Leeds United: On-field results not only way to measure managerial successes - Mills

Former Leeds United manager David O'Leary, above with his now infamous book.

Former Leeds United manager David O'Leary, above with his now infamous book.

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Howard Wilkinson celebrated his 70th birthday last week. He goes down in every list of the greatest Leeds United managers at number two, behind the unbeatable Don Revie.

Many people would put David O’Leary at number three. And if we’re talking about the most successful managers then I can’t really argue with that. But one of the greatest? Not for me. Not on the basis of what I saw of him. If you asked me what was best about O’Leary’s reign at Leeds – and I was there for nearly every minute of it – then it would have be his early habit of signing young, hungry players.

David Batty was his first buy but from then on he consistently went for talented prospects who’d achieved nothing in the game. He also had the benefit of a crop of top-class kids coming through from the academy (Robinson, Smith, Woodgate, Kewell, the list goes on) and the drive and desire told in our football.

From the outside O’Leary appeared clever and charming. How many times did you hear him talk about us as inexperienced boys who had so much to learn? It was pretty much the default statement come rain or shine. For a while it was true. But it started to grate when we were around the top of the Premier League and in the semi-finals of the Champions League, or when players headed off for international duty. Some of my England team-mates used to ask ‘what’s all that about?’

Training under him was always high-tempo, the same way we played. But we did very little tactical work, no work on basics and not a lot on set-pieces. When it came to set-pieces, we left them to Ian Harte. Simple. And as for the team talks, we used to chuckle about those. The instructions were written down on a board and the bottom line as O’Leary called it was basically the top line, if you get what I mean.

There were good times, of course, and O’Leary was very much part of them. But the feeling among the squad was that when things went wrong it was our fault. When everything went right, it was down to O’Leary. A blame culture developed – a him-and-us scenario.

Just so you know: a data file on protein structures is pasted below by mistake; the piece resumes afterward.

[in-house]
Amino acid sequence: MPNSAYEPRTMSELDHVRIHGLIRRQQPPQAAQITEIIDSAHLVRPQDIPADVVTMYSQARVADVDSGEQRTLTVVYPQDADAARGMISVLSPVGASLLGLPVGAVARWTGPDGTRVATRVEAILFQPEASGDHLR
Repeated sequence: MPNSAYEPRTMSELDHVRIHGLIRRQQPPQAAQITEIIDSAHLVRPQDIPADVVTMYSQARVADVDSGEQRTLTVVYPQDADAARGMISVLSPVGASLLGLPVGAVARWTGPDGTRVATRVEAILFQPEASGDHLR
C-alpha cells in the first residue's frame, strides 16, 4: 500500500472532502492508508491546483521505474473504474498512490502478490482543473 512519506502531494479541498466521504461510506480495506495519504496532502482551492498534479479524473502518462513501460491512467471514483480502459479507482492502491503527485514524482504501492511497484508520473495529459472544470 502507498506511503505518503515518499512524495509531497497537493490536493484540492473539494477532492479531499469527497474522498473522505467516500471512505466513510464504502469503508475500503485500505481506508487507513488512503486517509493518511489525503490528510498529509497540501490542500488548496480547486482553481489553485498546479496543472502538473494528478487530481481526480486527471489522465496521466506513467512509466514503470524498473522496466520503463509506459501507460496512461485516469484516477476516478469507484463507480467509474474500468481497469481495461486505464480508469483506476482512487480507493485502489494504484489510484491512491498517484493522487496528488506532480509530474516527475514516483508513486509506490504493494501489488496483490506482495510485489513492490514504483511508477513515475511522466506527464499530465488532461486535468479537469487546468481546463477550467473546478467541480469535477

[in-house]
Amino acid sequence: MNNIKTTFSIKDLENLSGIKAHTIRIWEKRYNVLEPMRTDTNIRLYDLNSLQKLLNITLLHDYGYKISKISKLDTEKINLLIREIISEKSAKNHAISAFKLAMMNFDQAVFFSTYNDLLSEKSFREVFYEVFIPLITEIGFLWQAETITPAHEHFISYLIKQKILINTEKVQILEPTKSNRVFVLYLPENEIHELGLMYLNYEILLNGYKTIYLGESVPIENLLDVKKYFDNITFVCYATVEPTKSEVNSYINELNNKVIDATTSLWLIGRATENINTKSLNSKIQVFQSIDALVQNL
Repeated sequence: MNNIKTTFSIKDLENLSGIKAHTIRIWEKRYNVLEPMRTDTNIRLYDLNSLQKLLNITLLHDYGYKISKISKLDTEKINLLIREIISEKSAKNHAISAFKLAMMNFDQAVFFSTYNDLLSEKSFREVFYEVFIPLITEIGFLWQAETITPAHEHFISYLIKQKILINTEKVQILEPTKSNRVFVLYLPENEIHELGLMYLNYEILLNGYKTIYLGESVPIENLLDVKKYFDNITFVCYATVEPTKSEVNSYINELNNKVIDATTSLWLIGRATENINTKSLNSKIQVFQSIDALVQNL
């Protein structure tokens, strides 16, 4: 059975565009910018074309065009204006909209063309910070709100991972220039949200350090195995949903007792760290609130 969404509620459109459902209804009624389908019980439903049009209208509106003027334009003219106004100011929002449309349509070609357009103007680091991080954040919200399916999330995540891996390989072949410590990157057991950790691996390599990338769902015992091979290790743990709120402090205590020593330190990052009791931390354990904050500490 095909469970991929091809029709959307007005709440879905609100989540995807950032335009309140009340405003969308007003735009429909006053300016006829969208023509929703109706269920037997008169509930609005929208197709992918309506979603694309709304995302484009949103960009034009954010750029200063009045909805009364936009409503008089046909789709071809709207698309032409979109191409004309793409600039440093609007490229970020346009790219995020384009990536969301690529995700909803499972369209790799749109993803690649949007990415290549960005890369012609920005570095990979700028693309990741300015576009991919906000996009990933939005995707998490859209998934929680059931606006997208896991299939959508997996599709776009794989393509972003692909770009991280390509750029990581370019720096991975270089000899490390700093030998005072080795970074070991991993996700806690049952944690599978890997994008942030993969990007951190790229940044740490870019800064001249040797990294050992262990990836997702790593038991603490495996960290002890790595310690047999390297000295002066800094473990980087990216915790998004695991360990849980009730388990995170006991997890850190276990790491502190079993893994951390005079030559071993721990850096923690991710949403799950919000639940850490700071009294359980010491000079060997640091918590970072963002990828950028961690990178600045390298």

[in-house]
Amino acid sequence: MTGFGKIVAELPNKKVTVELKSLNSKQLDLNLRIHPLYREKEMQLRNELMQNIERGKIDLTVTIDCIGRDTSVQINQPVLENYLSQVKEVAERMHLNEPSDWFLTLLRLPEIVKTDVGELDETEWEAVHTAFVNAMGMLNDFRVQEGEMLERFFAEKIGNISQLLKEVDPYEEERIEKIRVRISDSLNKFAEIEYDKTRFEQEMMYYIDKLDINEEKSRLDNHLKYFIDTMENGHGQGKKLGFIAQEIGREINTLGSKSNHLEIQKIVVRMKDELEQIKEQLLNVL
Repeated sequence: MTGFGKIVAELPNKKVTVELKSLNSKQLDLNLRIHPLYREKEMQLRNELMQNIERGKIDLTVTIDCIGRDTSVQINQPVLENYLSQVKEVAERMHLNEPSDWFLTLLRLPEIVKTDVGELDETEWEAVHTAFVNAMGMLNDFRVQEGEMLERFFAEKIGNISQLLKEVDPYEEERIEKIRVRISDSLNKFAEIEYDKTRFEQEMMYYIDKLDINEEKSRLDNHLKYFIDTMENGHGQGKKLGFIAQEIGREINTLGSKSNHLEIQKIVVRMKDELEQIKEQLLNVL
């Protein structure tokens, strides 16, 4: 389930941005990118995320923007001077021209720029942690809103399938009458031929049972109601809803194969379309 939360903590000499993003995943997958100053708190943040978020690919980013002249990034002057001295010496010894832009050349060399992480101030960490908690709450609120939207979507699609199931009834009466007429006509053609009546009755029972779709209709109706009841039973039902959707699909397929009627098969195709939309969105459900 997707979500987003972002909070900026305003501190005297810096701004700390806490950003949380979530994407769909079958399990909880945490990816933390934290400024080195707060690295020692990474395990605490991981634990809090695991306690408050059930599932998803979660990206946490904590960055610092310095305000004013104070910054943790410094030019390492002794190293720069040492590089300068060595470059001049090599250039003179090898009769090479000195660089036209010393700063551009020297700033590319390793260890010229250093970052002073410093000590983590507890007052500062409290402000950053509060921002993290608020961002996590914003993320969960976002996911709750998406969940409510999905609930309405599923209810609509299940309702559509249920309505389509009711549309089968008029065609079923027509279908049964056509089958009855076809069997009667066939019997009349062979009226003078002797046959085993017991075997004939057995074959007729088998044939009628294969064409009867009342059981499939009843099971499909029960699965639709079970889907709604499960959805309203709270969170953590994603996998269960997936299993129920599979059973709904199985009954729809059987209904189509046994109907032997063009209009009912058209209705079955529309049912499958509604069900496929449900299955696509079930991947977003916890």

Three things in particular got to me. The first was the way O’Leary replaced Eddie Gray (our assistant manager) with Brian Kidd. O’Leary and Eddie were very close but the moment Kiddo came in, Eddie was dropped like a stone. Why? Because in my view, our results at the time were putting O’Leary under pressure and he needed to do something to protect his job. There may have been pressure from above but the way Eddie was treated was still unnecessary, a sign of self-preservation, forget the team.

Eddie was well-liked by the players, some of whom knew him really well. I was a late-comer to Leeds but plenty of the lads had worked with him for years. Seeing him ostracised (and that’s what happened) didn’t go down at all well.

The same goes for Leeds United on Trial, O’Leary’s infamous book which he released after the trial of Lee Bowyer, Jonathan Woodgate and others. I don’t believe any other top manager would have done that – publicly slating key players in the way that book did. I never took O’Leary to task about it and I don’t know if anyone else did. But when people say that the squad were seriously unhappy about so much of what was written, they’re not wrong.

The two of us had exchanges about other things – as I did with most managers to be fair – but what sticks with me above all is the build-up to the 2002 World Cup. I’d been chosen by England and I was chuffed to bits. Just before the tournament, I opened a national newspaper to find a two-page spread in which O’Leary was slaughtering me.

The crux of the piece was him saying that if I had another season like the one just gone, he’d get rid of me on a free transfer. Now to be frank, my disciplinary record at the time was a problem. I’d had a bunch of yellow cards and a couple of red cards too and I couldn’t disguise that, but I’d still had a great season.

To be ripped apart like I was on the eve of the biggest game of my life was bewildering. What sort of a manager does that? It seemed to me that it was all about two things – self-publicity and money, a bit like the book. I bumped into him after the World Cup and he had the cheek and audacity to say, “I knew that piece would fire you up, and you’d play well.” I think I did well to just walk away...

Carlos Carvalhal.

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